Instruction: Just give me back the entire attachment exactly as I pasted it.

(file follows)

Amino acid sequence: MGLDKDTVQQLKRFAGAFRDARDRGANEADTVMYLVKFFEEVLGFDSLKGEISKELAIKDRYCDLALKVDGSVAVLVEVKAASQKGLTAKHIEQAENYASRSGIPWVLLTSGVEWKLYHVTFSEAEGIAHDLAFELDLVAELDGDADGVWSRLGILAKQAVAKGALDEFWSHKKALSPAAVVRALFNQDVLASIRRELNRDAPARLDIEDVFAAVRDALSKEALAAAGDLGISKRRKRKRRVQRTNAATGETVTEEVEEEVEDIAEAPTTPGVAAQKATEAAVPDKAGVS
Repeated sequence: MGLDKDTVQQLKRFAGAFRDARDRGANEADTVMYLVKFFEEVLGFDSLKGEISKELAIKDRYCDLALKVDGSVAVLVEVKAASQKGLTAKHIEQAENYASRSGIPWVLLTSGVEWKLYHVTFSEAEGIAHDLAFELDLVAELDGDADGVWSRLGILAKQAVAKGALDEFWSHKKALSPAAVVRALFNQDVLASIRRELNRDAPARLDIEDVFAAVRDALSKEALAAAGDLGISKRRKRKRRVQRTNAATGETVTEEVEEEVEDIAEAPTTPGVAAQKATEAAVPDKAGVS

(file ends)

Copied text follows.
Amino acid sequence: MGLDKDTVQQLKRFAGAFRDARDRGANEADTVMYLVKFFEEVLGFDSLKGEISKELAIKDRYCDLALKVDGSVAVLVEVKAASQKGLTAKHIEQAENYASRSGIPWVLLTSGVEWKLYHVTFSEAEGIAHDLAFELDLVAELDGDADGVWSRLGILAKQAVAKGALDEFWSHKKALSPAAVVRALFNQDVLASIRRELNRDAPARLDIEDVFAAVRDALSKEALAAAGDLGISKRRKRKRRVQRTNAATGETVTEEVEEEVEDIAEAPTTPGVAAQKATEAAVPDKAGVS
Repeated sequence: MGLDKDTVQQLKRFAGAFRDARDRGANEADTVMYLVKFFEEVLGFDSLKGEISKELAIKDRYCDLALKVDGSVAVLVEVKAASQKGLTAKHIEQAENYASRSGIPWVLLTSGVEWKLYHVTFSEAEGIAHDLAFELDLVAELDGDADGVWSRLGILAKQAVAKGALDEFWSHKKALSPAAVVRALFNQDVLASIRRELNRDAPARLDIEDVFAAVRDALSKEALAAAGDLGISKRRKRKRRVQRTNAATGETVTEEVEEEVEDIAEAPTTPGVAAQKATEAAVPDKAGVS